|Revision $Revision: 1.5 $||$Date: 2002/10/25 15:24:41 $|
Maybe you ever wonder what happened when a big server connected to the internet with a fat pipe transfers a big file to you, sitting behind a tiny modem connection.
The naive thing the server could do, would be to split the file into IP packets and send them all at full speed. Since the modem link has a low maximum throughput, these packets would have to be stored somewhere in between: in IP routers. But routers are designed to transfer packets, not to provide (costly) storage. When they fill up ("congestion"), they simply drop packets! Sending packets to see them dropped is not clever at all. Here comes TCP congestion avoidance.
TCP and TCP congestion avoidance in particular are hot topics, you can find a whole lot of information about all this. I saw many (more or less boring :-) articles about TCP; most papers go very much into details, trying to explain complex issues (TCP is far from solving all problems). I wanted to see a very short, simple and "live" example of the TCP congestion algorithm, with pictures, so I set up this experiment, and found the results nice enough to share, hopefully I am right.
The aim of the experiment is to see how packets are flowing when a server with a fat pipe (10Mb/s) regulates its sending rate to cope with a slow receiver (0.1Mb/s). Let's start by a broad view (Figure 1). Oh, by the way, all the plots are bitmap images, which is a pity, since you can not zoom by yourself. I have tried to use some vectorial formats (EPS, Flash, SVG,...) but none of them fills the need for a decent toolbox together with good browser support. If you are really interested in trace details, you can download the trace in the original xplot format , or in this gnuplot-converted format.
This trace is built using tcpdump, tcptrace, and xplot. The X axis is time. The Y axis is the file to transfer. Each tiny white vertical dash is a part of the file, i.e., a TCP/IP packet. The green line is the amount of acknowledged data by the receiver so far. Events are timed on the sender. The vertical distance between the green line and the white dashes is the amount of packets "somewhere in the network", from the server point of view: they are the packets sent but not yet acknowledged by the receiver. Red dashes are packets transmitted a second time (well... at least second). You don't need to understand yellow and purple signs for the moment. If you really want, go and read the Time sequence tcptrace documentation.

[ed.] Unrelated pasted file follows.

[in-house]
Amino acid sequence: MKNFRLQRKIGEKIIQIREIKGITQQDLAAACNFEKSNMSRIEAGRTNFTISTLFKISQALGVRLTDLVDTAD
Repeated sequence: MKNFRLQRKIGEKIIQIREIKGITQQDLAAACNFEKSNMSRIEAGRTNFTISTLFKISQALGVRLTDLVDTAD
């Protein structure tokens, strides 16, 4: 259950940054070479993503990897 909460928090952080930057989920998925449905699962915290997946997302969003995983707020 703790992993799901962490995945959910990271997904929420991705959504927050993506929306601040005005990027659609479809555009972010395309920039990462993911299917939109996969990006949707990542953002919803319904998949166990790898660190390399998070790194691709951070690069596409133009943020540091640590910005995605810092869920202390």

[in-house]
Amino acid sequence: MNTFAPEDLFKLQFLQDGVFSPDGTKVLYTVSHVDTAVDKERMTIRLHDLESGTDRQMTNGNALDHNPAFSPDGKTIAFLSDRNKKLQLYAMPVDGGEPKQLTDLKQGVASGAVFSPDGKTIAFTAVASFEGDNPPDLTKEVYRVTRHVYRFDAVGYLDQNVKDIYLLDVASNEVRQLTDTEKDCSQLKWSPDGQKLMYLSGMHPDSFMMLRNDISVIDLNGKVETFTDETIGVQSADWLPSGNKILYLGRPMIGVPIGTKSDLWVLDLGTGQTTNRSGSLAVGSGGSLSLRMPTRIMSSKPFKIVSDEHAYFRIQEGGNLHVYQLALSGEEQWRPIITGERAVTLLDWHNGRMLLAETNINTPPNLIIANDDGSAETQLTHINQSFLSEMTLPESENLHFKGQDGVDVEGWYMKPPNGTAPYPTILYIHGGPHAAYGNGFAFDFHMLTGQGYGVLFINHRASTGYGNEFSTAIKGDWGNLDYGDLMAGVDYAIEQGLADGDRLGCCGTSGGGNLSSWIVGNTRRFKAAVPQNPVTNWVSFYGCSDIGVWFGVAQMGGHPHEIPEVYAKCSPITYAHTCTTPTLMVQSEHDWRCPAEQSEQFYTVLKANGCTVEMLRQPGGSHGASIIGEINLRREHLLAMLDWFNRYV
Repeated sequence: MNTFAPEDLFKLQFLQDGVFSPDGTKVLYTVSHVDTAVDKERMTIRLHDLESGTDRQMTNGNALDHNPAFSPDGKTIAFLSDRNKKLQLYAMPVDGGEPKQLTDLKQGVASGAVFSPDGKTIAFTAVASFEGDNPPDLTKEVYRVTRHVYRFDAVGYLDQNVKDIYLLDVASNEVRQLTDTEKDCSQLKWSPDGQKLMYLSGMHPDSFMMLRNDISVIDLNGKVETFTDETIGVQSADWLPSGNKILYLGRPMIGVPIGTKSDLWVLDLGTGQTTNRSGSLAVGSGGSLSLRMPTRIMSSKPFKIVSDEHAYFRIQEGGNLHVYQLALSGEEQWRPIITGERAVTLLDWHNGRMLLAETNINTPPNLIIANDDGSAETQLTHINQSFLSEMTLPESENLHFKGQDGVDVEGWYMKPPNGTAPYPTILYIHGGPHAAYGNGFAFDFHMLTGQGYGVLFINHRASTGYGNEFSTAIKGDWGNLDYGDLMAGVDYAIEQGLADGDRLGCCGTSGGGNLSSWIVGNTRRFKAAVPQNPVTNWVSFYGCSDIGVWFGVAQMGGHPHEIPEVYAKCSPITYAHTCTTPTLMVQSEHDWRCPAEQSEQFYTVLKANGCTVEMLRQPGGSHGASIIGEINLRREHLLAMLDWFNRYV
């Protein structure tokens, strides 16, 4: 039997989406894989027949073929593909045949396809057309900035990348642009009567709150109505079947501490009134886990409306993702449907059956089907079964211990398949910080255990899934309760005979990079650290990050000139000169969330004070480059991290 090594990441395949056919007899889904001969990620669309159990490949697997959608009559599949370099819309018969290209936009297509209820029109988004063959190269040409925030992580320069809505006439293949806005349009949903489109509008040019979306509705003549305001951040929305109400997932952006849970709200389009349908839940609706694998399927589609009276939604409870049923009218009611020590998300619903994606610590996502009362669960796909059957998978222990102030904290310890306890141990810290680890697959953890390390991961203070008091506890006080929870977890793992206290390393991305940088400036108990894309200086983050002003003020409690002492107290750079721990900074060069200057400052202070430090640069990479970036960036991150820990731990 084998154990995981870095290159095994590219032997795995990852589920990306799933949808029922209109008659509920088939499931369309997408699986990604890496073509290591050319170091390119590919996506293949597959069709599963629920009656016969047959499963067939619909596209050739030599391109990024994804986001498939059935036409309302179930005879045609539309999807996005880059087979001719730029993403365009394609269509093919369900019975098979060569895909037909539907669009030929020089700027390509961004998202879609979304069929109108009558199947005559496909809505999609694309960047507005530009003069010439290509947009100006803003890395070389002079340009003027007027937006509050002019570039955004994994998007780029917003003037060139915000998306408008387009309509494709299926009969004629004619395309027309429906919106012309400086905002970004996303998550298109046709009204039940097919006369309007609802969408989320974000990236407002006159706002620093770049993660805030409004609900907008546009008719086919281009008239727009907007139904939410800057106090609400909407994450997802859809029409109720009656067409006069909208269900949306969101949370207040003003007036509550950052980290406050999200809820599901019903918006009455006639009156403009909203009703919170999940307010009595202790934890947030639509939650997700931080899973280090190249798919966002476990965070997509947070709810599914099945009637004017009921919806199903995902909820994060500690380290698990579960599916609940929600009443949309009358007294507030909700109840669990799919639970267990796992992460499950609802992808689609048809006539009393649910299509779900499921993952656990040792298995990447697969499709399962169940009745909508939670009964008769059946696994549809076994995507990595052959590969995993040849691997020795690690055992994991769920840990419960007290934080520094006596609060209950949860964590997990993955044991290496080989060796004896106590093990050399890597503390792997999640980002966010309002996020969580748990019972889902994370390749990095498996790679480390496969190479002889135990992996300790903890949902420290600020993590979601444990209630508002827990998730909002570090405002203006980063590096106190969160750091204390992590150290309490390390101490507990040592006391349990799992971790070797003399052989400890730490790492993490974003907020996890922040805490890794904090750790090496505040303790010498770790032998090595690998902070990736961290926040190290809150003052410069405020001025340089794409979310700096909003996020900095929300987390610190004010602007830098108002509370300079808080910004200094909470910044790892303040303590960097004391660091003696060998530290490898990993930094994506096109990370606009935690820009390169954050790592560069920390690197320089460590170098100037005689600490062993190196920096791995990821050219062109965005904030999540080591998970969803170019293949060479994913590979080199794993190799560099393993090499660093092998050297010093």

Apart from the complex beginning that we skip, you can see a repetitive pattern on this picture: the emitter sends white packets at a slightly faster rate that it sees green acknowledgements coming back from the receiver: the space between green and white grows slowly. The slope of the green line is the maximum modem speed. After some time a disaster occurs, as shows the presence of a lot of noisy lines. After a disaster things start again and repeat. Let's zoom in.
Figure 2 shows only one step of the repetitive pattern. At first in the bottom left the emitter sends a small burst of packets. As soon as the number of packets sent but not yet acknowledged is 3, the emitter systematically waits for an acknowledgement before sending a new packet. Sending becomes "ACK-clocked" for a while. The green and white stay parallel during 5 packets, and the space between them, called the congestion window, stays at 3. After the successful transmission of these 5 packets, the emitter "doubles" the emission of the last one of them, sending 2 packets at the same time, and thus increasing the congestion window to 4. When 6 packets are transmitted successfully, the congestion window is incremented again and goes to 5, etc. This congestion window, representing the number of packets "in the network", goes on increasing logarithmically (in this case) until it reaches the area with red and purple lines. At this point, the green line does not increase anymore and purple lines increase instead. Purples lines are Selective acknowledgements. The receiver indicates to the emitter that he has correctly received everything under the green line, plus the purple part of the file. So the space between green and purple must be a lost packet. Its Retransmission is shown with the red "R".
What happened here, at this "purple" point, is that the number of packets "in the network" was too big, and some router decided to stop storing them for too long (about 1 second here), and threw some away. This is how IP routers react to congestion. After some chaotic transition phase that will not be detailed here, the emitter understands that it has pushed the network too far, and things starts again (upper right) with a more sensible congestion window of 3, just like in the beginning.
In the next plot, I have lengthen the size of the queue in the router to a dozen of packets. So dropping packets happen less often, and the progression of the congestion window can be seen even more clearly. As above, you can also download the trace in xplot format.
On this second trace we can see that drops now occur approximately every 10s instead of 4s, and that the packets stay at most 1.5s seconds in the queue instead of 0.5s.
Some hackers gave a hand or advice for setting up this small experiment. Benjamin Gaidioz and Mathieu Goutelle even gave two! Thanks to all of them.
This page is focused on one particular aspect of TCP. For instance, I talked only about steady state and average throughput but avoided transient behaviour. The field of problems that TCP is trying to solve is huge and goes much beyond that. Here below are two pointers, randomly choosen amongst an ocean of articles and books.